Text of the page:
Al Sharpton Calls for Broader Protests on Oscars Diversity
"This is not about Chris Rock. This is about Hattie McDaniel," he said, referencing the first black actress to win an Academy Award.
LOS ANGELES (AP) — Rev. Al Sharpton on Sunday threatened larger protests against Hollywood and the Academy Awards if the ceremony doesn't improve diversity among its top nominees.
Sharpton led dozens of protesters who marched and chanted for diversity in the film industry just blocks away from the venue where the Oscars will be handed out Sunday.
"This will be the last night of an all-white Oscars," Sharpton said, promising larger protests that will encompass several days if Hollywood and future Oscars ceremonies don't recognize diverse actors and filmmakers. The 88th annual Academy Awards have been criticized for nominating an all-white slate of acting nominees for the second year in a row, and also failing to nominate the directors or black castmembers of Straight Outta Compton and Creed.
Sharpton has called on audiences to boycott of the ceremony, and Will Smith and his wife, Jada Pinkett Smith, and director Spike Lee have said they would not attend Sunday's ceremony, which is being hosted by Chris Rock.
Some of the signs held by protesters included the slogans, "Hollywood Must Do Better" and "Shame on You."
Protesters also yelled,"Hollywood, Hollywood, you ain't looking so good" before Sharpton's remarks, and "This is what diversity looks like" during a march around a vacant shopping center parking lot near the Dolby Theatre in Hollywood.
Oscar-winning actors Louis Gossett Jr. and Whoopi Goldberg attended the Oscars ceremony. Gossett Jr. said he sympathized with the protesters, but felt change needed to come from within.
Goldberg urged protesters to not just boycott the Oscars, but movies that didn't reflect diversity as well.
"If you really want to protest, then don't go to the movies that don't have the people you want to see," said Goldberg.
Sharpton kept his arguments focused on Hollywood and the Academy and its membership, not individual acting nominees or Rock.
"He tells jokes, I tell the truth," said Sharpton. "This is not about Chris Rock. This is about Hattie McDaniel," he said, referencing the first black actress to win an Academy Award. McDaniel won for her role in 1939's Gone With the Wind but was seated at a table in the back of the ceremony.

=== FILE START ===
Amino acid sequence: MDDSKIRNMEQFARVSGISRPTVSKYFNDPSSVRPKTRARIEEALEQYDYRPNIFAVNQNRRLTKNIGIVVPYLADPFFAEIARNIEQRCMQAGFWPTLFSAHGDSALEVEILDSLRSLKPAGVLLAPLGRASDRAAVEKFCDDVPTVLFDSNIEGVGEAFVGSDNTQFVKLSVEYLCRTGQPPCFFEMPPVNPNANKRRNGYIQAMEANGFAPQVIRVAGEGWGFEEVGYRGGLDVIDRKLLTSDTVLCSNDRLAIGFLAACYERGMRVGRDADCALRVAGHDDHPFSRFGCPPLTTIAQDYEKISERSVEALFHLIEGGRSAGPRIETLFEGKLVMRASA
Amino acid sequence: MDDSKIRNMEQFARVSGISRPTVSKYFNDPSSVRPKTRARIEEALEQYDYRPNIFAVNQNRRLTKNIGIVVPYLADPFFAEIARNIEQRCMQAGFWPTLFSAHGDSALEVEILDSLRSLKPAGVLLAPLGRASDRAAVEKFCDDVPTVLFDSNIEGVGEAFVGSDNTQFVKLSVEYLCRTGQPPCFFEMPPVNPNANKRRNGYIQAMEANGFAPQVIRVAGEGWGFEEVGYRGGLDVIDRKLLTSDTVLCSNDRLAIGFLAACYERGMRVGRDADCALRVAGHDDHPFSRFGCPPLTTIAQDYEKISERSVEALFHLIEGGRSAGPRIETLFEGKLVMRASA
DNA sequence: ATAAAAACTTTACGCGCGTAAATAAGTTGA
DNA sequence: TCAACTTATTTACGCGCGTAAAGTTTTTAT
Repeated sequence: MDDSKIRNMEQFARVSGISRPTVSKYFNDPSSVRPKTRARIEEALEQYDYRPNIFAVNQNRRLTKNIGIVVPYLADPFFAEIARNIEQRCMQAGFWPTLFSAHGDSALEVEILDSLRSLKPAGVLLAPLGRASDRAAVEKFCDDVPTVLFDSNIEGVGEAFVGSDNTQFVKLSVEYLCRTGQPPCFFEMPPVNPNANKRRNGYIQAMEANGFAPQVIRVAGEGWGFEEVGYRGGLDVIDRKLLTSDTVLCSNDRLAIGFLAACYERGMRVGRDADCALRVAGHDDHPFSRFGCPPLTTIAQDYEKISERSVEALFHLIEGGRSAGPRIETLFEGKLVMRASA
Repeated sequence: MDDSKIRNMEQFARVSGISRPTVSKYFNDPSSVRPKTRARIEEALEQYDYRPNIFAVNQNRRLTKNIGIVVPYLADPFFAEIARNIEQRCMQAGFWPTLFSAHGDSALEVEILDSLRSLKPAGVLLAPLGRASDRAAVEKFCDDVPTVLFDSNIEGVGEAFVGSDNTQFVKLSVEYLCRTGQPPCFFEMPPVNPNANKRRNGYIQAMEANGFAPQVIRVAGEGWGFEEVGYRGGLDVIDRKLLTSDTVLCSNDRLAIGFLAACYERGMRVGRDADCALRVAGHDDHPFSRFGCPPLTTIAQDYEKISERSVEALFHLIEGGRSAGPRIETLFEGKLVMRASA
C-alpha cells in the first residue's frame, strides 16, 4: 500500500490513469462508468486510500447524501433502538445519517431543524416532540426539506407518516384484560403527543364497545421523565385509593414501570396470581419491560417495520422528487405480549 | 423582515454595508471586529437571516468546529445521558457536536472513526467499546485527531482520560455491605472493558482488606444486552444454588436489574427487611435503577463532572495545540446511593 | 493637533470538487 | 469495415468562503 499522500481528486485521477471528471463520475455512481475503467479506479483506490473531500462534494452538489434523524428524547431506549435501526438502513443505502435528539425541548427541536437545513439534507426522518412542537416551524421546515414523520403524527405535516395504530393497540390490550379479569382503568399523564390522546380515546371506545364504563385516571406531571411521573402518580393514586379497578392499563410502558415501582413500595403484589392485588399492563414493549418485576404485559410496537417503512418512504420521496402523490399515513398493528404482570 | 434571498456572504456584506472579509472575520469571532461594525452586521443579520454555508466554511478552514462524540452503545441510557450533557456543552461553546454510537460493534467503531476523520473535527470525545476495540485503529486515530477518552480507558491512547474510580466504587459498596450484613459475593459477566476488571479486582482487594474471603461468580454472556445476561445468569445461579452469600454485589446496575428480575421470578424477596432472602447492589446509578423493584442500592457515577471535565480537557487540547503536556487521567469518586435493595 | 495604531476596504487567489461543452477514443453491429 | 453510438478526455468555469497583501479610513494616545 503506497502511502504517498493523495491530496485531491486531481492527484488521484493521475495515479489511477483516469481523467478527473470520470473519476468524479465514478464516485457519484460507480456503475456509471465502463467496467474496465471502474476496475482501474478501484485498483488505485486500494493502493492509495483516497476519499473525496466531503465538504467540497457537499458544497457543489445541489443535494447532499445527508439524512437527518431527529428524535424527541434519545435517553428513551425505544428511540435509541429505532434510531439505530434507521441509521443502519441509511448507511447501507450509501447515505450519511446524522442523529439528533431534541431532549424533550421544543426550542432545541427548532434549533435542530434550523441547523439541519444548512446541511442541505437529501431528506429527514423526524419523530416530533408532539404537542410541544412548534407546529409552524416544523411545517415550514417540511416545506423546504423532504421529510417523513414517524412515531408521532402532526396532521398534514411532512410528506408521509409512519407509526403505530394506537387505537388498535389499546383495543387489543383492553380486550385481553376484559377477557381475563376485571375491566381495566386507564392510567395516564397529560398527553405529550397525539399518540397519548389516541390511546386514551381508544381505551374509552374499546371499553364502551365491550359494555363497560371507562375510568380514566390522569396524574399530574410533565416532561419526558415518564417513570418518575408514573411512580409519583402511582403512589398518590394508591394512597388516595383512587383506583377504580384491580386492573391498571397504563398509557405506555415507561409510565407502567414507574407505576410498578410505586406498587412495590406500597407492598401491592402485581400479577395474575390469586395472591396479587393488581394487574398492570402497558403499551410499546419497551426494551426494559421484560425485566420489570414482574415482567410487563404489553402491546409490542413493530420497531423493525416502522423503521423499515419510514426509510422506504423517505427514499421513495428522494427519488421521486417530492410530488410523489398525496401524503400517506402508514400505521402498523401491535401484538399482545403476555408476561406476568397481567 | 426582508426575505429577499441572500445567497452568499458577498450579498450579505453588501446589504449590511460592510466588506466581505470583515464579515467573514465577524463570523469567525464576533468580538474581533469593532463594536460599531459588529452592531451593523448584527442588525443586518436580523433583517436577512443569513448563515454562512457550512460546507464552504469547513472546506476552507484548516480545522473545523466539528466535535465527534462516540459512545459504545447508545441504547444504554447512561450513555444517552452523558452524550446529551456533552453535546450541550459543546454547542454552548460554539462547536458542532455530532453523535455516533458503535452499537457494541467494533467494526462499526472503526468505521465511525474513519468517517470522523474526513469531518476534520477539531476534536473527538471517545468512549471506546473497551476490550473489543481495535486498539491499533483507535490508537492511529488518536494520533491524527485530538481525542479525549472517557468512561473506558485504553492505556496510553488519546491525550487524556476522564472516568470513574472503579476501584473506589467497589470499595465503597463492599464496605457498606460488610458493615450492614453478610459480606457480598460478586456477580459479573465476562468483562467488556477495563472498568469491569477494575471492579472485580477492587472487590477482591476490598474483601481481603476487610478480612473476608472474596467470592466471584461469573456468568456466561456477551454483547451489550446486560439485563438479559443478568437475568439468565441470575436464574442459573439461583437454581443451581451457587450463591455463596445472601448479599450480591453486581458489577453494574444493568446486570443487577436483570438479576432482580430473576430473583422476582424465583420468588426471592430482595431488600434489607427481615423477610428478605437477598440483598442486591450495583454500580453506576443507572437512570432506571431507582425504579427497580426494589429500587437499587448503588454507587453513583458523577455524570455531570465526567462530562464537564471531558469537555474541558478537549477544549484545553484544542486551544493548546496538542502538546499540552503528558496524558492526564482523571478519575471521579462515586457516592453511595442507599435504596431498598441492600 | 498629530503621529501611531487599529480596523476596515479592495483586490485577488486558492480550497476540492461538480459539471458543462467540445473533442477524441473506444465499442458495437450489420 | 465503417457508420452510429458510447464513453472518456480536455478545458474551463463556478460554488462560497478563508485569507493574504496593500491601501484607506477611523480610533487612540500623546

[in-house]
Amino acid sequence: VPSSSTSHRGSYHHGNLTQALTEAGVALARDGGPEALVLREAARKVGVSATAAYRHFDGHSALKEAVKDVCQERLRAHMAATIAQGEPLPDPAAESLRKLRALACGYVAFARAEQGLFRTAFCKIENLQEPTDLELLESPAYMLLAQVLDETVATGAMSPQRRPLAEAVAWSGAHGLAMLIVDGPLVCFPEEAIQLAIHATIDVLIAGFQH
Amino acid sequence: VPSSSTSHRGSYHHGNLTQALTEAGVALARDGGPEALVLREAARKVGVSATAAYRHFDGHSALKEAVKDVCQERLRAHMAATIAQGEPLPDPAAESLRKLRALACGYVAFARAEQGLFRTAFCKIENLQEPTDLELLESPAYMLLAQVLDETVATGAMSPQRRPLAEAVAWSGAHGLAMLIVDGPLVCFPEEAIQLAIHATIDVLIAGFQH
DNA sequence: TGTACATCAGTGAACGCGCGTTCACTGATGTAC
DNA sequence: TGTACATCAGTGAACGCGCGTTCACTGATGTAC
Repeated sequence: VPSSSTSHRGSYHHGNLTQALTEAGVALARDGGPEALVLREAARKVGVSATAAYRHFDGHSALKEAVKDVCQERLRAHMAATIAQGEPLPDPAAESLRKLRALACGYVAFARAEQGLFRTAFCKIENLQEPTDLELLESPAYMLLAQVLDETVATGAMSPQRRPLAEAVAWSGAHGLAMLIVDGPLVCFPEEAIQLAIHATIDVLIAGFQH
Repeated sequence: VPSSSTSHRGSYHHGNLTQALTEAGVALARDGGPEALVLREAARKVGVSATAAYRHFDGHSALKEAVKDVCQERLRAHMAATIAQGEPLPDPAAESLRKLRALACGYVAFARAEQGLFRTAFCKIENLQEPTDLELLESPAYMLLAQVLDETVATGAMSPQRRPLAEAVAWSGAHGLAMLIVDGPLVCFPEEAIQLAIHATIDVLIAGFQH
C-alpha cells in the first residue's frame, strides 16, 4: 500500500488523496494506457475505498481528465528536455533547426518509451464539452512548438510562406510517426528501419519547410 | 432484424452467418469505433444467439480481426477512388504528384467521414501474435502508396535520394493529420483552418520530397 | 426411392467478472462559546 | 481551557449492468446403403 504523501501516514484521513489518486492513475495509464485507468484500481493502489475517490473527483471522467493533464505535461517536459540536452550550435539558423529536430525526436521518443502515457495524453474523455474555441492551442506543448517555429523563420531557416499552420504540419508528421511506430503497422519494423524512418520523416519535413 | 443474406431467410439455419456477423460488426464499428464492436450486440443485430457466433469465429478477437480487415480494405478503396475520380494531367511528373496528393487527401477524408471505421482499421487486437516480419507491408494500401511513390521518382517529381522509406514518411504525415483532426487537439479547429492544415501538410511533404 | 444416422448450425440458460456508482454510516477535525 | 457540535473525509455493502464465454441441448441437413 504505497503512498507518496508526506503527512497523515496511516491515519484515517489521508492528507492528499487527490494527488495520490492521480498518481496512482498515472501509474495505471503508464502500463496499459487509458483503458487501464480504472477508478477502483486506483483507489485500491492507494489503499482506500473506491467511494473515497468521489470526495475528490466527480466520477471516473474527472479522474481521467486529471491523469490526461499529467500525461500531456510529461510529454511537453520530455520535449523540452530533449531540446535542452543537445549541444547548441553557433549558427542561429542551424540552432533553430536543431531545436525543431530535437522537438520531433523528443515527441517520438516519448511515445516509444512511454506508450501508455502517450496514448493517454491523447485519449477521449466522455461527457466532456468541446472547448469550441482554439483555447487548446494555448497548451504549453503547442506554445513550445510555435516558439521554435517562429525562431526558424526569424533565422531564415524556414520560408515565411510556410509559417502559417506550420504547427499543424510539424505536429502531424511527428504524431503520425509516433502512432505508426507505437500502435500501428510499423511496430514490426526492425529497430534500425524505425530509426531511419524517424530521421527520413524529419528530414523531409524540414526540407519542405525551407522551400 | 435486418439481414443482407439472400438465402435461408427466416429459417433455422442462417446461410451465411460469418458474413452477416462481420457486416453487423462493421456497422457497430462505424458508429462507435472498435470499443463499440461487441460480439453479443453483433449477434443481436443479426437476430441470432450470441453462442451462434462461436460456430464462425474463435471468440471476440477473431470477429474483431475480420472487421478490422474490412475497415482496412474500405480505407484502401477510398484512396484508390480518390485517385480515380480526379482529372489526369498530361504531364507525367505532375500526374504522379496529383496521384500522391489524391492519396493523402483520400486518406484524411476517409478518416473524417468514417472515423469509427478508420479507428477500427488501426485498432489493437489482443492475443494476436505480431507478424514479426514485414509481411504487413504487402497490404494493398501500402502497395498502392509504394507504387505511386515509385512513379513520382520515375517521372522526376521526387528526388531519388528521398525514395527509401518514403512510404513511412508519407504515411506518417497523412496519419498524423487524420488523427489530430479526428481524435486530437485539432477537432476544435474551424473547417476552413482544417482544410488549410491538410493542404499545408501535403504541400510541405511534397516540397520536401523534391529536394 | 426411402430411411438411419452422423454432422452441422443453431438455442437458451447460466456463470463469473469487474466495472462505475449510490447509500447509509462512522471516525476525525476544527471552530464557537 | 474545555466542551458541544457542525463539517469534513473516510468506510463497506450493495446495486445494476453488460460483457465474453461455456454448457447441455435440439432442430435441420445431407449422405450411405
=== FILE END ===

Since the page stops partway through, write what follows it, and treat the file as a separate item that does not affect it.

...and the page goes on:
"We are not anti-Leonardo," Sharpton said of best actor nominee Leonardo DiCaprio. "We are anti-exclusion."
Sharpton's protest was one of several planned around the country. The online slogan #OscarsSoWhite — which first appeared last year after the Academy nominated only white actors — was already in heavy use on Twitter before the ceremony.
About 20 protesters allied with Sharpton's National Action Network gathered outside ABC's New York studios, shouting "No justice, no peace!" The slogan echoed past the metal barricades that penned in the small gathering, overlapping age-old civil rights issues with the latest cause surrounding the Oscars.
Diversity wasn't the only cause to attract attention from Oscar nominees on Sunday. Best supporting actor nominee Mark Ruffalo and Spotlight director Tom McCarthy joined a protest against sex abuse in the Catholic Church outside Los Angeles' downtown cathedral.
Spotlight tells the story of the Boston Globe's Pulitzer Prize-winning investigation of sexual abuse by Catholic priests.
The rally was one of several nationwide organized by the Survivors Network of Those Abused by Priests.
"I'm here to stand with the survivors and the victims and the people we've lost from Catholic priest childhood sex abuse," Ruffalo said, according to the Los Angeles Times.